JAXPORT lands $400,000 deal with Singapore-based shipping line
JAXPORT is making new connections in the Asia market, the latest being Singapore-based Sea Lead as part of the shipping line's expansion into the U.S. East Coast market.
The new four-ship rotation service will connect JAXPORT as the final stop of the East Coast line to one South Korean port and three Chinese ports.
The ships will stop in Norfolk, Virginia; Newark, New Jersey; and Charleston, South Carolina, then make their way to Jacksonville as the final American stop, before returning to the Asia circuit starting with the South Korean port of Pusan.
"We are delighted to introduce this new service and new destinations for our customers," Cho Kit Wei, Sea Lead managing director, said in a news release. "Port congestion has been a challenge for everyone recently, and [the new East Coast rotation] will allow us to service ports that are more efficient for our customers."
Gov. Ron DeSantis appeared in Jacksonville on Friday to announce the deal. A release from his office says JAXPORT estimates it will receive 400 to 500 containers and $400,000 in revenue.
The governor said he was proud the shipping line was moving part of its operations from California to the "wonderfully efficient and less congested JAXPORT."
Global supply chains have swayed between complete paralysis and shipping delays during the COVID-19 pandemic, with ports being unable to field workers and trucking companies unable to hire drivers. Los Angeles, the country's largest port, alongside fellow California port Long Beach, currently account for 40% of all shipping containers that arrive in the U.S.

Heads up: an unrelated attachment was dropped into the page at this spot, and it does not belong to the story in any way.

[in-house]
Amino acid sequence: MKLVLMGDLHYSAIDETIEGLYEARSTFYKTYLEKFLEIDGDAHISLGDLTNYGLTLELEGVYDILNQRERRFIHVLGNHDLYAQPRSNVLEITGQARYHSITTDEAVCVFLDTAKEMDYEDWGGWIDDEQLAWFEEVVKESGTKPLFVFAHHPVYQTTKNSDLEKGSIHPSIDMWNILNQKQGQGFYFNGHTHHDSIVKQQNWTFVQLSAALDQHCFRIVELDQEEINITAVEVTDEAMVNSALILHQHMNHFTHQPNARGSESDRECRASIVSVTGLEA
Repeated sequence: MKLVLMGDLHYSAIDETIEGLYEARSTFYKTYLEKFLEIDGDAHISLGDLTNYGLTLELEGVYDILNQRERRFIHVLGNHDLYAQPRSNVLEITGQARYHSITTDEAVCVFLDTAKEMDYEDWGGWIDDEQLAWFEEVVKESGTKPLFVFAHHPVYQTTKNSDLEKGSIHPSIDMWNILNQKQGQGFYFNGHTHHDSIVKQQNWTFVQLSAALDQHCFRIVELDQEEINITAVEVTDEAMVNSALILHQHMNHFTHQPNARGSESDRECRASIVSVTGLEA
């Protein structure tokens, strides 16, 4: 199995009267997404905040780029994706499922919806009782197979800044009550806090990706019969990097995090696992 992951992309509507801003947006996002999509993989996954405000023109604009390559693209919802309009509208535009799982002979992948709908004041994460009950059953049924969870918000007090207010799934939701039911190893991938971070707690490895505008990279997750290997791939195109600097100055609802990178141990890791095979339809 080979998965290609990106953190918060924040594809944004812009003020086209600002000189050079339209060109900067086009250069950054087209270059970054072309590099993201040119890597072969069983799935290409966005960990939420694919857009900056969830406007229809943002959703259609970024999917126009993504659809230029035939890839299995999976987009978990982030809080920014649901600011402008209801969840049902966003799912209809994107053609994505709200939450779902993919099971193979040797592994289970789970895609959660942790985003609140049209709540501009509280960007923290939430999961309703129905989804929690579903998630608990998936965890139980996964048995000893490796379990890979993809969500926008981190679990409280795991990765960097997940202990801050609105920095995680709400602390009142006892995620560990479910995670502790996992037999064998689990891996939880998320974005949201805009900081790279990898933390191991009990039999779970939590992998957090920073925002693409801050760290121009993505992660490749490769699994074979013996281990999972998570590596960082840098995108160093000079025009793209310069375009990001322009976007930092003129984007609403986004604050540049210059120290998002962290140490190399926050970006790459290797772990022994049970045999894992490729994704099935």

Hundreds of stalled ships between the two ports in October caused product shortages and delays, leading to federal intervention to make both ports operate 24/7 ahead of the holiday season.
As a result, other coastal states, including Florida, have made a concerted effort to attract international business away from California shores, with the promise of higher efficiency and new markets.
Florida has invested nearly $1 billion into its commercial seaports since the onset of the pandemic. In nearby Georgia, where the Savannah port acts as a significant rival, U.S. Sen. Jon Ossoff appeared Friday to tout federal funds for expanding the Port of Brunswick to also court international shippers.
"We're just one state, but we take pride in our ports. We made a lot of investment in our ports," DeSantis said. "Those were very wise investments. They're paying off."
Port Miami's imports grew nearly 18% in 2021, it's busiest cargo year ever, and Port Tampa's container weight received jumped 14% in the first quarter of 2022.
Port Everglades and Port Manatee saw similar growth, with the former seeing a 25% increase in imports since March of last year and the latter gaining a 15% increase in container weight this quarter thanks to a bump in imported wood products.